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Magazine

Christmas At Our House home tour celebrates 26 years

Christmas At Our House home tour celebrates 26 years


Courtesy of Christopher Stark
Homes on the St. Francis High School Women’s Club’s Christmas at Our House Holiday Home Tour showcase a variety of architectural styles.

The days grow short on sunshine but long on nostalgia as the holidays approach...

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Residents await new bridge after collapse: Fire chief says 19-ton vehicle necessary on medical calls

Photo Elliott Burr/Town Crier

The weight of a fire engine collapsed a private bridge leading to approxi-mately 12 cottages near Loyola Corners last week.

A fire engine dispatched from the Loyola Station in response to a medical emergency April 4 needed rescuing after a bridge over Permanente Creek collapsed under the vehicle’s weight. While the crew escaped unharmed and successfully answered the 911 call, the engine stayed behind.

Approximately three-quarters of the way across the private wooden bridge, support snapped and the nearly 20-ton truck was caught between the banks of the creek. The accident, near the intersection of Miramonte Avenue and Aura Way, left approximately 12 cottages beyond the bridge temporarily without vehicle access.

City planner David Kornfield said he spoke with the property owner, Sal Giovannotto of Palo Alto-based Vittoria Management, who may be able to install a temporary bridge soon. Calls to Vittoria went unreturned as of the Town Crier’s Monday deadline, but Kornfield said the property owner had opened a resident’s backyard for pedestrian access to Holly Avenue April 4.

Toni Thompson, a resident in the 2.5-acre compound, said by Thursday residents were able to drive their cars out through the opened backyard.

According to Assistant City Manager James Walgren, Los Altos won’t be involved in the repairs because the bridge is private, but the city must approve its reconstruction.

Ken Waldvogel, Santa Clara County fire chief, said the engine weighs close to 19 tons. Los Altos issued a permit for the bridge Sept. 26, 1979, which states the structure could absorb 18 tons. Waldvogel said engines 30 years ago weighed approximately 2 tons less than today’s.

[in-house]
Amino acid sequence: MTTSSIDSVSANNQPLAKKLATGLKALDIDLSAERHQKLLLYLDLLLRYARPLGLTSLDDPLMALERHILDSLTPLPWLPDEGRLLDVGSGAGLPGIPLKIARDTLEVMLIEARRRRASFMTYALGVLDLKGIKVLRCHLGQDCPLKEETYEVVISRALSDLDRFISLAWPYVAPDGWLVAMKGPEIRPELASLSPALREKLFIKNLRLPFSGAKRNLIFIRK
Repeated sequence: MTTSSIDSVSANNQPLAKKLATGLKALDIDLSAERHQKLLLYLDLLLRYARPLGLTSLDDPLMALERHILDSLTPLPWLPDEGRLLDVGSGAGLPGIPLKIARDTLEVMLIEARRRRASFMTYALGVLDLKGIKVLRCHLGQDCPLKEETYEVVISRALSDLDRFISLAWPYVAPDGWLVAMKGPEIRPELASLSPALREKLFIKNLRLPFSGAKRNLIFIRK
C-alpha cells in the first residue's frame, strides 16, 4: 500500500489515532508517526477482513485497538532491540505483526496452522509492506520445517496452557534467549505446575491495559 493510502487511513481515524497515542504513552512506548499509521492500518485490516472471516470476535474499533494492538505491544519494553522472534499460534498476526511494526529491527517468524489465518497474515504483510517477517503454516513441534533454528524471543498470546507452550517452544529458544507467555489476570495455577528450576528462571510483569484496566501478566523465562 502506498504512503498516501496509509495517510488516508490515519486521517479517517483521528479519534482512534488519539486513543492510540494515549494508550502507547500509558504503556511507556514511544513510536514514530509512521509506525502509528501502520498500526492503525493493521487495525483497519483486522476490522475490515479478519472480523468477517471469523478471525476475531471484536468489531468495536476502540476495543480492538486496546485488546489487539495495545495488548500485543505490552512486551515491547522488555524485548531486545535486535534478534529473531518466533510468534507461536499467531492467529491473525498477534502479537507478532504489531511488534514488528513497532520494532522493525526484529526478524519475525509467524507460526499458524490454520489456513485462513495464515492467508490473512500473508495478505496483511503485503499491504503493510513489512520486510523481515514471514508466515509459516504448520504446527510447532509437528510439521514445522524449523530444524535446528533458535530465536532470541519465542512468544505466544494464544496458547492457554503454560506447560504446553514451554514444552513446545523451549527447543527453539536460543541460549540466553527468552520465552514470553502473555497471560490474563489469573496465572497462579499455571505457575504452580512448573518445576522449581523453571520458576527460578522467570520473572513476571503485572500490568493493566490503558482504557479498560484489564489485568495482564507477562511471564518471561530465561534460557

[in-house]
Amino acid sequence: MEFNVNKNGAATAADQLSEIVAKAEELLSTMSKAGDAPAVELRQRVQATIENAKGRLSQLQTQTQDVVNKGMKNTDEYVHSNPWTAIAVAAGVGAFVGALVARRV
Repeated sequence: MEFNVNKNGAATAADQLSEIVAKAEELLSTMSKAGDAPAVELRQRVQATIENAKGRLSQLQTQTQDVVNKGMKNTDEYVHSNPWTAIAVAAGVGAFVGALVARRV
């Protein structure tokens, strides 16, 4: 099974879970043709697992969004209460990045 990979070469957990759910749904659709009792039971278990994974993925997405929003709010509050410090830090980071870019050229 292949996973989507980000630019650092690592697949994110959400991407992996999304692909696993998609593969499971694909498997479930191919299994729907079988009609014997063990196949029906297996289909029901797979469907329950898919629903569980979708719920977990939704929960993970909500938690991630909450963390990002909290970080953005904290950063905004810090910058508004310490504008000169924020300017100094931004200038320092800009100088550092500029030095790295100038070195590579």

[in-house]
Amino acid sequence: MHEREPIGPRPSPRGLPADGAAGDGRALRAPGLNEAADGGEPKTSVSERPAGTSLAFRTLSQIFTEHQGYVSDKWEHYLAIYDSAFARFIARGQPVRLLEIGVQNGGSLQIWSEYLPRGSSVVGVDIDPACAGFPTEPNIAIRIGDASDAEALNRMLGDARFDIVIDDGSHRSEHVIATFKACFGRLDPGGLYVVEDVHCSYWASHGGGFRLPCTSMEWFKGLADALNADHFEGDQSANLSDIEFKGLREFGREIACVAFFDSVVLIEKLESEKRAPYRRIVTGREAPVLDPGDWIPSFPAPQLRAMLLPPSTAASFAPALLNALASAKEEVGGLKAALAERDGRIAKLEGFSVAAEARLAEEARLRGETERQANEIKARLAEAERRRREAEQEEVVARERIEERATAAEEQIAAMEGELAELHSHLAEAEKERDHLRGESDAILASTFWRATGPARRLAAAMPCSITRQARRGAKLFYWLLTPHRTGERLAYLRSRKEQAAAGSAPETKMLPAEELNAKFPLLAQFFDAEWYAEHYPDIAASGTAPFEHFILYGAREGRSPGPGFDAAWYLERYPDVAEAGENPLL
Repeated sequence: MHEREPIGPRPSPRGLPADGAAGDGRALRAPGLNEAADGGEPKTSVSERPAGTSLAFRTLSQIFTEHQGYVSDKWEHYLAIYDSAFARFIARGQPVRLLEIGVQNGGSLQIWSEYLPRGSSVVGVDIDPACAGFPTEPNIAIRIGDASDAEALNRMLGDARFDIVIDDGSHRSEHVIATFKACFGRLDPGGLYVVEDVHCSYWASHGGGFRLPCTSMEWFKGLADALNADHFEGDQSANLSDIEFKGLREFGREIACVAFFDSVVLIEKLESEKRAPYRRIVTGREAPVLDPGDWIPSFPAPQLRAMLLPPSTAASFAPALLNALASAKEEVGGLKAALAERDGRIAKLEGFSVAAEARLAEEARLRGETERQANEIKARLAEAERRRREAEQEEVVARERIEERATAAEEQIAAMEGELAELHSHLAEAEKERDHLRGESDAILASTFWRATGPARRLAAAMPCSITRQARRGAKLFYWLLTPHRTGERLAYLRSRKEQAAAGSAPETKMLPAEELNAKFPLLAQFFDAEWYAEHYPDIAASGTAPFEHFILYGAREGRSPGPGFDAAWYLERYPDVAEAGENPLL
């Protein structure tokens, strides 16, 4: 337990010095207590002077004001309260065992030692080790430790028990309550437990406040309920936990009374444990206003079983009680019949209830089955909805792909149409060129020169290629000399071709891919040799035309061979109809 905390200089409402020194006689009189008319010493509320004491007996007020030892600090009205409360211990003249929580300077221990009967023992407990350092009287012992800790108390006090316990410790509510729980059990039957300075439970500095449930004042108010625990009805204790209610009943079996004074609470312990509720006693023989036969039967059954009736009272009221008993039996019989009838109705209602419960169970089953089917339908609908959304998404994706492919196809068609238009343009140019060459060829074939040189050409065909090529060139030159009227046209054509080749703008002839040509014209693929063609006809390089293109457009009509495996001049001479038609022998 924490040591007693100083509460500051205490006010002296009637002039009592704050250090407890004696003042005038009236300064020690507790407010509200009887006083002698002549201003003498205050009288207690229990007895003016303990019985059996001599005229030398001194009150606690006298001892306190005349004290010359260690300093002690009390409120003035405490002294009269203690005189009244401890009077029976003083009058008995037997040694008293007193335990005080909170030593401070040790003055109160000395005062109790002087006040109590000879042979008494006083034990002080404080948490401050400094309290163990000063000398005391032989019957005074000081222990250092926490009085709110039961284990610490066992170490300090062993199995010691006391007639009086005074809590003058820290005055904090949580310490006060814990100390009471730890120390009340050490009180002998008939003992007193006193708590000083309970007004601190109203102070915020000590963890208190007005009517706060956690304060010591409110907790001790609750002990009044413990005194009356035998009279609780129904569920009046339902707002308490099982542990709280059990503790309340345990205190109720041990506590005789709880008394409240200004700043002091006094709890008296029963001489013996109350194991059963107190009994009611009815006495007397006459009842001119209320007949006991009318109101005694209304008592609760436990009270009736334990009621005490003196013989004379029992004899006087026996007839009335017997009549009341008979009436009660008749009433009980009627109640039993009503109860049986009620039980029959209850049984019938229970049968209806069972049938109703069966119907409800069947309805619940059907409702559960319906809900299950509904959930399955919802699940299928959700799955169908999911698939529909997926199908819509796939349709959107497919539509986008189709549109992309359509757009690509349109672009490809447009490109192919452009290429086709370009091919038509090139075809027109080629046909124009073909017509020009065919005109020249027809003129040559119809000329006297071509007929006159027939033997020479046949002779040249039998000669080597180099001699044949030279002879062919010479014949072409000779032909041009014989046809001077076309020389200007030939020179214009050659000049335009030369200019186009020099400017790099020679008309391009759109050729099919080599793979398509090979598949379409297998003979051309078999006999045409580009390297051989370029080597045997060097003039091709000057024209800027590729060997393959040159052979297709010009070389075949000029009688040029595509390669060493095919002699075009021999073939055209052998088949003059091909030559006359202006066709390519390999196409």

Battalion Chief Joe Parker said similar fire vehicles had crossed the bridge several times before without incident.

Waldvogel said last week he didn’t know the cause of the collapse, but the department investigation is ongoing.

Why the big engine?

Medical emergencies comprise approximately 80 percent of firefighters’ calls in Los Altos, according to Waldvogel, and while some residents and city officials have questioned the need for the nearly 40,000-pound fire engines on those calls, the fire department said they’re necessary.

When asked if crews could take smaller vehicles to medical calls, Waldvogel said, “Say we take resources out on a medical call, clear the call and then go to a vehicle fire or accident. The resources we need are significantly different. Otherwise we’d be hightailing it back to the station to pull all the equipment off, and our response times would go up dramatically.”

J. Logan, assistant city manager for Los Altos, said people are often puzzled when the big vehicles arrive at medical-related emergencies.

“Every citizen who sees a fire engine raring down the street with the lights is going to ask, ‘Why is the fire engine responding? This is medical,’” she said.

The California Fire Code states that signs indicating weight capacity must be posted on bridges and elevated surfaces, but Richard Feldman, who lives in the affected complex, said there was no sign on this particular bridge.

“I can attest that there has not been a weight-limit sign up in the last nine years,” he said.

Waldvogel said the crew acted appropriately in driving across the bridge.

“(The crew) was not doing anything outside policy,” he said. “It’s unfortunate that it happened. … My biggest (relief) is that no one was injured.”

As for the engine, which was purchased last year, Waldvogel said as of Thursday it was in Oakdale for inspection and repair while the station uses one of its eight replacements.